Geography

The area is split between the Hornchurch and Upminster post towns. However, the post town boundary does not follow the line of the river, instead deviating from it at Hacton Bridge, following the London, Tilbury and Southend Railway railway line to Berkeley Close and then realigning to the river at Upminster Golf Course. This causes three streets east of the Ingrebourne to be in the Hornchurch post town and twelve streets west of the river to be in the Upminster post town. The street names Bridge Avenue, Boundary Road, Hornminster Glen and Minster Way allude the nature of the location as a boundary between places. Upminster Bridge is a crossing of the River Ingrebourne carrying the A124 road between the suburbs of Hornchurch and Upminster in northeast London, England. The bridge is known to have existed since at least 1375 and the current brick bridge was opened in 1892, replacing a series of wooden bridges. It gave its name to the nearby Upminster Bridge tube station, which opened in 1934, and has also been applied to the neighbourhood around the station in the London Borough of Havering.

Transport

It is the location of Upminster Bridge tube station. The area is served by the London Buses route 193, London Buses route 248 and London Buses route 370 bus routes, with services to Cranham, Romford, Upminster and Lakeside Shopping Centre. The London Outer Orbital Path key walking route passes through the Upminster Bridge area, and the station forms the end point of section 22 from Harold Wood and the starting point of section 23 to Rainham, London.

Until 1972, bus routes on the A124 road that crosses the narrow bridge were more numerous. Before London Buses route 248, was extended from its orbital run around Upminster Park Estate to connect into to Romford town centre, the London Transport buses reaching Upminster station were the London Buses route 193 and the London Buses route 86. The latter running all the way from Bow and Limehouse the 15 or so miles to Upminster most of the time hugging the course of the A124 road. Upminster Bridge is a crossing of the River Ingrebourne carrying the A124 road between the suburbs of Hornchurch and Upminster in northeast London, England. The bridge is known to have existed since at least 1375 and the current brick bridge was opened in 1892, replacing a series of wooden bridges. It gave its name to the nearby Upminster Bridge tube station, which opened in 1934, and has also been applied to the neighbourhood around the station in the London Borough of Havering.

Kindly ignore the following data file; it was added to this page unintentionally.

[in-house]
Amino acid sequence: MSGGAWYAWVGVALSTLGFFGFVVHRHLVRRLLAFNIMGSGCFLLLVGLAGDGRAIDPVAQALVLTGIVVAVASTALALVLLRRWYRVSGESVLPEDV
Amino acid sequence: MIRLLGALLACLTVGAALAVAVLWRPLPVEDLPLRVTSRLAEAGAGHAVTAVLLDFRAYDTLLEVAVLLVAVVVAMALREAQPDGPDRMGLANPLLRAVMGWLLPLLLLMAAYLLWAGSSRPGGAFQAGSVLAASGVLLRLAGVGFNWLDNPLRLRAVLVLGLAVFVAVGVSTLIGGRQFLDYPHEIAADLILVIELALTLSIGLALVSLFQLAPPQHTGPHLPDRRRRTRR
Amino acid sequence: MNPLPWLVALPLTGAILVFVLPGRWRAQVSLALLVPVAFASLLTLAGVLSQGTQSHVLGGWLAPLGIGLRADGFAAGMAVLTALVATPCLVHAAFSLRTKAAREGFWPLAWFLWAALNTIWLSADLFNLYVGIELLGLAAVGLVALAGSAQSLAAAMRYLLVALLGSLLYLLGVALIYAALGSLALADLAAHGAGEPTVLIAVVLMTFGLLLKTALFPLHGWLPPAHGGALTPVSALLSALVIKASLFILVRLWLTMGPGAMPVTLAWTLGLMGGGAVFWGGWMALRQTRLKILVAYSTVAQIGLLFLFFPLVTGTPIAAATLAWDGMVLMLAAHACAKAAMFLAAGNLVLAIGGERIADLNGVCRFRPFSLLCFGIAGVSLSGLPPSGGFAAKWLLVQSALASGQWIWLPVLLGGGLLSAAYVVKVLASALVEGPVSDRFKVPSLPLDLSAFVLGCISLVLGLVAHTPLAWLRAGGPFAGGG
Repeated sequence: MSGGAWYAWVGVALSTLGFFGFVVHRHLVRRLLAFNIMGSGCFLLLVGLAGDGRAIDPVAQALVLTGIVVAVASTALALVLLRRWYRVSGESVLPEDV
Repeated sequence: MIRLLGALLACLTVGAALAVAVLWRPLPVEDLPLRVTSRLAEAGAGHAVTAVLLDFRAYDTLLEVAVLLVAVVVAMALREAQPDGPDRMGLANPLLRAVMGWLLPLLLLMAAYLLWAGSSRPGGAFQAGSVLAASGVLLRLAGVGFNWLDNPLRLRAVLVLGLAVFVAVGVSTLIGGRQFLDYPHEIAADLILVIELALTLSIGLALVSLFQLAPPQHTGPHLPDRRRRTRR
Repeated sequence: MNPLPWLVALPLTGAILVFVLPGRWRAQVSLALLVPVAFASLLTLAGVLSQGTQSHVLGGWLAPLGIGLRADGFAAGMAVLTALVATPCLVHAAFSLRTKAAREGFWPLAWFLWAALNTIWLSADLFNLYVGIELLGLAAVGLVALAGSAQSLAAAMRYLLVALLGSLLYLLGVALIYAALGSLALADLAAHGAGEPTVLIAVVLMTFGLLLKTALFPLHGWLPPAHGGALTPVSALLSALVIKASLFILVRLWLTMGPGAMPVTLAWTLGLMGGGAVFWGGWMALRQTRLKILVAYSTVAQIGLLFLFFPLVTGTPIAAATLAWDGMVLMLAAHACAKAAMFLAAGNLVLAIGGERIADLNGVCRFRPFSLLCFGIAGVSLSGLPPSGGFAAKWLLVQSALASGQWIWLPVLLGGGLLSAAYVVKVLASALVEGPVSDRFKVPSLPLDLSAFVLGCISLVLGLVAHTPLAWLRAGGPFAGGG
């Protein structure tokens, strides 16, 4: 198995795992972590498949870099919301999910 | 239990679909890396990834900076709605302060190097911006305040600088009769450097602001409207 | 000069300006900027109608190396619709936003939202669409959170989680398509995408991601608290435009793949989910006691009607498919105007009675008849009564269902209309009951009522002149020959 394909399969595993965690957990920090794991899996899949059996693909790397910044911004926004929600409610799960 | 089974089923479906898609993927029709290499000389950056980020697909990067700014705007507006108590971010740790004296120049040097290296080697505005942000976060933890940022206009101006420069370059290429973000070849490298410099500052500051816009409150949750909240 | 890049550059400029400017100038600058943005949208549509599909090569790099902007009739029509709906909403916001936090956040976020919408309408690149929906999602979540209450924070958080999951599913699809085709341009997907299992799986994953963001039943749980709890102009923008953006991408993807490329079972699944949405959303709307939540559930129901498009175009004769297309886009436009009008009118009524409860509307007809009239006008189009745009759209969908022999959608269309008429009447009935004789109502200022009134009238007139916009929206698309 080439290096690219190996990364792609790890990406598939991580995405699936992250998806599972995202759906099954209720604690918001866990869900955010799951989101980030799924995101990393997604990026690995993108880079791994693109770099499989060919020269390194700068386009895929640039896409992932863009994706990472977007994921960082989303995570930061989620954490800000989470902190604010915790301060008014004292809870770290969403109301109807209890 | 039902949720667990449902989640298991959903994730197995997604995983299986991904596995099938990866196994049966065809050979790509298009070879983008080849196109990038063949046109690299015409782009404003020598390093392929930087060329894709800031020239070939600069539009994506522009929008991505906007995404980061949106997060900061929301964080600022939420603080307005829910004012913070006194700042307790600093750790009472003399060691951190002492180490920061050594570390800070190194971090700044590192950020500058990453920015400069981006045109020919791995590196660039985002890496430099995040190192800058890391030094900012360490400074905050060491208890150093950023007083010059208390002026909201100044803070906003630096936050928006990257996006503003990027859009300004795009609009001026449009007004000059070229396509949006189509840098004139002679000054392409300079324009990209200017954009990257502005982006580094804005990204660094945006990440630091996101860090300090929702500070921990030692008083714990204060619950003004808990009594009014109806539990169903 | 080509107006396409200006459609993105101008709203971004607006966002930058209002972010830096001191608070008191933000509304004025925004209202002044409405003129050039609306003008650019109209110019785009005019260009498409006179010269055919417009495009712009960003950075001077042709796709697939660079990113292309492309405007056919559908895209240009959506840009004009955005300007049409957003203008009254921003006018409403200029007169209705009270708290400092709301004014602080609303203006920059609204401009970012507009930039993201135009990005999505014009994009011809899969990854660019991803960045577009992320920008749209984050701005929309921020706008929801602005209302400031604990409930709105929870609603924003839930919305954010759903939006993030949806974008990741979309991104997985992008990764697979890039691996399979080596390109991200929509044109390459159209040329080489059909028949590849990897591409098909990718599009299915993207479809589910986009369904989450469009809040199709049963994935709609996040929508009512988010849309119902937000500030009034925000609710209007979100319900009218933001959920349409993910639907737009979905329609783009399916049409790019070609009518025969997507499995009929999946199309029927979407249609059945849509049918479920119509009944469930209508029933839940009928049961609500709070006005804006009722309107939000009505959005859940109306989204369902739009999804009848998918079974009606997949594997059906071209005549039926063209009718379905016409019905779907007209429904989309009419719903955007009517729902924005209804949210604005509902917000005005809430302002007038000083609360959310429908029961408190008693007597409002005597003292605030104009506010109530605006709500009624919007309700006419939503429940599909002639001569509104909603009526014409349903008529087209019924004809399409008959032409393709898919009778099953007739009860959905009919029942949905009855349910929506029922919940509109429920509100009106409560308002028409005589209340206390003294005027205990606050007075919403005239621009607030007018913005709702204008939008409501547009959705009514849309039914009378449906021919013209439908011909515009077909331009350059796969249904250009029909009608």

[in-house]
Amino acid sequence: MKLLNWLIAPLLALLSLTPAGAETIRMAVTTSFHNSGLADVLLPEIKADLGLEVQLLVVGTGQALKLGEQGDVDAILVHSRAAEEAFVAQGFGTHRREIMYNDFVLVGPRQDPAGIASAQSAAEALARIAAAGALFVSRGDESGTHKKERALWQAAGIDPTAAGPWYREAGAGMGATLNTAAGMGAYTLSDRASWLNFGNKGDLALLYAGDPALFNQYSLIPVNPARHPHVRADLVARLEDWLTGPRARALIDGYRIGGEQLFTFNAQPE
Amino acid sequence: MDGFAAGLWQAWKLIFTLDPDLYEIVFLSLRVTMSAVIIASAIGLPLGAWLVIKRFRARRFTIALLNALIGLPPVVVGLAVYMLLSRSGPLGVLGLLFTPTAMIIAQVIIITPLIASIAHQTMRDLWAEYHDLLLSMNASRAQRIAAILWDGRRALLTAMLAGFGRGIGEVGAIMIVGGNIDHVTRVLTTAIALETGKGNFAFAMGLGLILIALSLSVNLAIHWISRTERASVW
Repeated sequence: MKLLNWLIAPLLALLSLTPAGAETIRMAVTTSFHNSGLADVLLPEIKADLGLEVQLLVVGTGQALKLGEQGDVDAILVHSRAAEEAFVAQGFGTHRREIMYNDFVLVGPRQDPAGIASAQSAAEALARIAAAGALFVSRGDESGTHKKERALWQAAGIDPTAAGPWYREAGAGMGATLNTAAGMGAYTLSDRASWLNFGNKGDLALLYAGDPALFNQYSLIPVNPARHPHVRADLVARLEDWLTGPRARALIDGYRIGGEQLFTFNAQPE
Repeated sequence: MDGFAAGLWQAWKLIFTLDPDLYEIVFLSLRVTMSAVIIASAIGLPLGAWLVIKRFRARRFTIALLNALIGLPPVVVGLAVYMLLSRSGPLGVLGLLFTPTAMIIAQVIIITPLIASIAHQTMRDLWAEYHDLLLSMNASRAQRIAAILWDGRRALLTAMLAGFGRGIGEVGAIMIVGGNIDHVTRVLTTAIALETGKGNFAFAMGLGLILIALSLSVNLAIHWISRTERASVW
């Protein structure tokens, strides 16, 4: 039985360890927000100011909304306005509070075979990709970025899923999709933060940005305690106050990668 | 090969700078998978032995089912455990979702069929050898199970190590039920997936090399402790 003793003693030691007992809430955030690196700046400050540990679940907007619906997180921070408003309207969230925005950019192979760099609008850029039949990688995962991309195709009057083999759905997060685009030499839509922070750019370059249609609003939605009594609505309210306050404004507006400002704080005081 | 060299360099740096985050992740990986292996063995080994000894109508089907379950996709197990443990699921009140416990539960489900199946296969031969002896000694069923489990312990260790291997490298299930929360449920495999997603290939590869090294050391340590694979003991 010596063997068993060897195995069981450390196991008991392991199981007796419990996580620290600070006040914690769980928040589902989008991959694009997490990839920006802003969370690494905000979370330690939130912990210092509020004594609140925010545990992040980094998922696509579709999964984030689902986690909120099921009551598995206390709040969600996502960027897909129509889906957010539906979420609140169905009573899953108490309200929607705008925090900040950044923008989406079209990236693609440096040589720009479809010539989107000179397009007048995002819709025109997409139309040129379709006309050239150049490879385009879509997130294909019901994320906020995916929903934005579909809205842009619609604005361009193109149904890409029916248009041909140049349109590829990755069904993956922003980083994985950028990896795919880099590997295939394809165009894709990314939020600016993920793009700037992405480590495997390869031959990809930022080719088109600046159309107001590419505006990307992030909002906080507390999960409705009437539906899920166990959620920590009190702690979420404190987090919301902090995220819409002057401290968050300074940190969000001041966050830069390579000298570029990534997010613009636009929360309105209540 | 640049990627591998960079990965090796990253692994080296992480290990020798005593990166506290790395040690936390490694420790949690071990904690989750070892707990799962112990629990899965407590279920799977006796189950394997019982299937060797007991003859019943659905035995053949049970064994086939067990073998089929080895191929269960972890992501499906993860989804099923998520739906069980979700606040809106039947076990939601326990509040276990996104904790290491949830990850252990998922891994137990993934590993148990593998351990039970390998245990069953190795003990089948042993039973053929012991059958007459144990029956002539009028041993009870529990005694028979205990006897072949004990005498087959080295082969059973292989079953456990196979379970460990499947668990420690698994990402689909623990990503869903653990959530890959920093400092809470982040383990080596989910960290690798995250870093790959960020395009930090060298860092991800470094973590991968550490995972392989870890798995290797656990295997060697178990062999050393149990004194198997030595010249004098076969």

References

Upminster Bridge is a crossing of the River Ingrebourne carrying the A124 road between the suburbs of Hornchurch and Upminster in northeast London, England. The bridge is known to have existed since at least 1375 and the current brick bridge was opened in 1892, replacing a series of wooden bridges. It gave its name to the nearby Upminster Bridge tube station, which opened in 1934, and has also been applied to the neighbourhood around the station in the London Borough of Havering.

External links

*[http://www.hidden-london.com/upminsterbridge.html Hidden London - Upminster Bridge]




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Category:Districts of Havering